Maximalist concerns about a surge in these insidious attacks have brought about a number of responses by government, colleges, and even drink- ing establishments. Congress passed the Drug- Induced Rape Prevention Act of 1996, which imposed stiff penalties for selling or even possessing some of these controlled substances. In 2000, Con- gress increased the punishments for dealers and users of GHB, which had been banned by the FDA in 1990. The Department of Justice’s Office for Victims of Crime has provided training and technical assis- tance to improve the detection abilities of medical examinations seeking evidence of traces of drugs in the aftermath of sexual assaults. A Los Angeles County task force pioneered the use of a forensic evidence kit specifically in cases when drug- induced paralysis and amnesia is suspected. The U.S. Drug Enforcement Administration collaborated with antirape organizations to sponsor campaigns that alert women about this presumably growing threat and dedicated increased resources to investiga- tions of predatory drug rings. College administrations have undertaken “Watch That Drink” campus awareness events. Students are urged to pay close attention to risk factors that heighten their vulnera- bility: Never leave their beverages unattended; only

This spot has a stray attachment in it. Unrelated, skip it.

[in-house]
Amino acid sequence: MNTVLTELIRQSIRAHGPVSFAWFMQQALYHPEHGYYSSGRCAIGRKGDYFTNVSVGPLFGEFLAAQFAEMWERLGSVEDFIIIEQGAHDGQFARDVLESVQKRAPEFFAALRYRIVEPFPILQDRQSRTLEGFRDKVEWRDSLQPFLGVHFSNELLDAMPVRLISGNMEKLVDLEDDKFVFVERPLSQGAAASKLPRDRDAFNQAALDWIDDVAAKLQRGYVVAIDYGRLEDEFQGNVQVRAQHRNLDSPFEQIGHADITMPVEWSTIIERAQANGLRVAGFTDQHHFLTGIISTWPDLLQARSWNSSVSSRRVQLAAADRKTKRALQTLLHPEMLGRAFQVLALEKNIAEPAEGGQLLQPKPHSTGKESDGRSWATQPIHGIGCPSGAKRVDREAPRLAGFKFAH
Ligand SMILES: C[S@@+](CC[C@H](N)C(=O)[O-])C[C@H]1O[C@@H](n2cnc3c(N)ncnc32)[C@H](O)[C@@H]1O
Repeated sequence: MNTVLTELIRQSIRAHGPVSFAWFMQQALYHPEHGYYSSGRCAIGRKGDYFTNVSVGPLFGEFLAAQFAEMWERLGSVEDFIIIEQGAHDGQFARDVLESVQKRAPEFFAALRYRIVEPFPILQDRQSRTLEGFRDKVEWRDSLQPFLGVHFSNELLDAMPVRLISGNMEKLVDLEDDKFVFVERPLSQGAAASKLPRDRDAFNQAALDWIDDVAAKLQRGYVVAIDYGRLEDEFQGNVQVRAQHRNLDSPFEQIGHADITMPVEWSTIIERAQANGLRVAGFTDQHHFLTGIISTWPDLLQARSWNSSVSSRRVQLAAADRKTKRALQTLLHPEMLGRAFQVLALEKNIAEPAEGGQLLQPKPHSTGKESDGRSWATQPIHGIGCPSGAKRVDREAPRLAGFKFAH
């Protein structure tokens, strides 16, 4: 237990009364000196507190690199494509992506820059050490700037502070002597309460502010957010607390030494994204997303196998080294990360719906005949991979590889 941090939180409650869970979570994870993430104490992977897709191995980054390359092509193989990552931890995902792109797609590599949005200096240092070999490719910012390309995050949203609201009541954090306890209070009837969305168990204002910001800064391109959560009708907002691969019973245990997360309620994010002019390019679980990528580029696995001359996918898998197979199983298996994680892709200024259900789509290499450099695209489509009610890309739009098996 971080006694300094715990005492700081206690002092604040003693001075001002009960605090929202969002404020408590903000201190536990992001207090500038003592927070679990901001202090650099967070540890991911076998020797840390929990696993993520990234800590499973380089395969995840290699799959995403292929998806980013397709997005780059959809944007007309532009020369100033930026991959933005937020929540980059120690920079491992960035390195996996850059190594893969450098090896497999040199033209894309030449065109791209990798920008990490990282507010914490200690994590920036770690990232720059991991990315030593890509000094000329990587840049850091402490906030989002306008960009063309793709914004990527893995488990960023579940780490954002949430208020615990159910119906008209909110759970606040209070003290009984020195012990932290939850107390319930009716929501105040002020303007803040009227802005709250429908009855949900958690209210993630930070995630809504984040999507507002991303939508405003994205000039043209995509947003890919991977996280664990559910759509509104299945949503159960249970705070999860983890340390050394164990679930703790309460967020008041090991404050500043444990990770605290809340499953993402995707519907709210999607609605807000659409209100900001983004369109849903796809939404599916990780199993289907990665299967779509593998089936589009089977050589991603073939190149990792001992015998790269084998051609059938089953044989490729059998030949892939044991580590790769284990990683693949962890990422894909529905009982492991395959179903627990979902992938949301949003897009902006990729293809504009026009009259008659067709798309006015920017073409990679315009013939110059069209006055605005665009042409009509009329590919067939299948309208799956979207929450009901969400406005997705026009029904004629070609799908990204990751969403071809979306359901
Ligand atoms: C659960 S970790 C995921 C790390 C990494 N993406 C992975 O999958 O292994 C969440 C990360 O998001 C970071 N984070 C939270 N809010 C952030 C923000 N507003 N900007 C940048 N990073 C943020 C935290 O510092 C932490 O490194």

accept drinks directly from waiters and bartenders; never drink from a punch bowl, keg, or bottle that is being passed around; and, of course, never accept drinks from people they don’t completely trust. Of course, the potential for victim blaming and self- blame arises whenever a woman who believes she has suffered a drug-facilitated rape concedes that she did not scrupulously follow all of these precau- tions (see Abramovitz, 2001; Drug Enforcement Administration, 2003; Office of National Drug Con- trol Policy, 2003; Bergfeld, 2005; and Fitzgerald and Riley, 2005).

By 2003, thousands of bars and at least 40 uni- versities distributed chemically impregnated card- board coasters that turn colors when doused with a few drops of a beverage laced with club drugs like GHB. The manufacturer of this drug detection device planned to market it to more than 1,000 college campuses nationwide, although critics warned it was far from foolproof. A straw and a cup that changes colors when in contact with date rape drugs is also being marketed (Mason, 2002; Ellin, 2003; Smalley and Mnookin, 2003; Maddalenna, 2005; and Lear, 2013).